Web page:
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Bleeding a radiator
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Removing a radiator
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remove radiator

Need to remove a radiator? This is a straightforward job as long as you follow the steps carefully, but before starting out it's worth checking out if removing a radiator is absolutely necessary.

If you are decorating, you will find that many jobs do not require removing a radiator. You can paint behind a radiator with a long handled paint roller, while wallpapering behind one can usually be achieved by cutting slits in the paper so that it fits around the brackets.

Remember that if you are wallpapering around a radiator, always use border adhesive - regular paste will dry out too much from the heat, and lift and curl away from the wall.

However, if you need to plaster behind the radiator, for example, then you will need to completely remove it. To remove a radiator you will need the following tools:

  • Large adjustable spanner (or a spanner which fits the nut connecting the radiator to the valve)
  • Set of water pump pliers
  • Radiator bleed key or flat head screwdriver
  • Dust sheets
  • Bowl
  • Bucket

Place the dustsheets beneath the radiator, and the bowl underneath one of the nuts that connect the radiator to the pipes.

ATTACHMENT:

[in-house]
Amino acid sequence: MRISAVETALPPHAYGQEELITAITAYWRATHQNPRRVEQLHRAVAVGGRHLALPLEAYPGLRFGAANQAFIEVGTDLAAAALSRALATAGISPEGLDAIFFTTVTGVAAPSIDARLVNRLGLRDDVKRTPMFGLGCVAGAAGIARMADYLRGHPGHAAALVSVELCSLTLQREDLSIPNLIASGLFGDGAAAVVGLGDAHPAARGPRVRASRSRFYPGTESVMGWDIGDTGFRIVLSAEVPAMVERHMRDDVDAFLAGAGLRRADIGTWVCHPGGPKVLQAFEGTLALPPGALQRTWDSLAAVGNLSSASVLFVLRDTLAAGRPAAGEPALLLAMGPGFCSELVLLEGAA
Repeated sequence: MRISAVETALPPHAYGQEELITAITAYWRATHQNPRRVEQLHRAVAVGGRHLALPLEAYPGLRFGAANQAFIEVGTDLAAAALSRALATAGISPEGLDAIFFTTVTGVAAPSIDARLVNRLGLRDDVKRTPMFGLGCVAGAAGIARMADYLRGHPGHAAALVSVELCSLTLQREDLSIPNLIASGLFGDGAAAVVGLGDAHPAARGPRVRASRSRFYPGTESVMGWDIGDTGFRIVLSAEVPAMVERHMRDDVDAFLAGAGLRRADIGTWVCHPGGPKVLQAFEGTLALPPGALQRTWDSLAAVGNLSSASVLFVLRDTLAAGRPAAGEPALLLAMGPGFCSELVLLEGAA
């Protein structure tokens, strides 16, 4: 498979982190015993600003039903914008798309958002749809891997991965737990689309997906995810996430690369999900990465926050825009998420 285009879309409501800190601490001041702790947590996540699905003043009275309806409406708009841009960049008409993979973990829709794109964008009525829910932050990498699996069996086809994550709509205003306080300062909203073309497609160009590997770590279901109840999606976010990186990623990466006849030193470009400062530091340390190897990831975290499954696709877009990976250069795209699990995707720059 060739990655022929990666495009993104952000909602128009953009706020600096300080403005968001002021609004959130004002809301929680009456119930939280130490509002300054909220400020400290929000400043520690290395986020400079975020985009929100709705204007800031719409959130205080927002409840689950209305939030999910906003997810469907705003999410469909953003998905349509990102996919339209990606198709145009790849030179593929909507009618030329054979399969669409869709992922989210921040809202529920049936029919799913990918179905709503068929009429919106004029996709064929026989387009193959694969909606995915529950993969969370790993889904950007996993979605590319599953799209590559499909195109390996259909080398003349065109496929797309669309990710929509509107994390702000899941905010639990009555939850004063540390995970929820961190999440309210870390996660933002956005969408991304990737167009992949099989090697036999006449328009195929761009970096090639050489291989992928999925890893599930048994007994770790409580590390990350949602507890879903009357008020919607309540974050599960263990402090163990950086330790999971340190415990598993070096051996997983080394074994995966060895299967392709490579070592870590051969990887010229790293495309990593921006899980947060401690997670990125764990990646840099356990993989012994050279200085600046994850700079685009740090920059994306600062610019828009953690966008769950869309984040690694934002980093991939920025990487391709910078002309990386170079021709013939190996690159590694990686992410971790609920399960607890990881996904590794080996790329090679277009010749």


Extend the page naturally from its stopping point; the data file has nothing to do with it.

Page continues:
Most radiators have two valves, one at either end of the radiator - these are called the flow and return valves. One valve will be a lockshield valve, while the other is a manual control or thermostatic valve. The first step is to turn off both valves - this will prevent any more water from getting into the radiator. The manual/thermostatic valve will close by hand, while the lockshield valve will need the adjustable spanner.

Next, grip the valve firmly with the water pump pliers (this stops the valve from damaging the pipe) and loosen the nut with the adjustable spanner - at this point water should begin to trickle out into the bowl. Once the bowl is full, tighten the nut back up, then empty the bowl into the bucket. Repeat this process until the radiator is empty. If the water is draining slowly, you can open the radiator bleed screw to speed up the process.

Once no more water comes out, undo the other retaining nut. The radiator should now be disconnected from the pipes. You should be able to lift the radiator up and away from the brackets - do this carefully as there will still be some water left inside! Tip the radiator to empty the remaining water into the bowl.

It is also a good idea to cap off the thermostatic valve, as these can often leak a considerable amount of water. You might also want to cover the valves with a plastic bag to keep dirt out of them when you are working.

To refit the radiator, lift it back onto the brackets, then re-fasten both of the valve retaining nuts - ensure that these are tight and not leaking. Open the lockshield valve first, then the manual or thermostatic valve, and check for leaks.

Finally you will need to open the bleed screw to expel the air - have a cloth or piece of kitchen towel handy to catch the water when it appears - when water appears, tighten the bleed screw back up. You may need to check the pressure in the boiler and top it up if necessary, and it's probably worth bleeding the other radiators in the system to be sure they don't have air in them.



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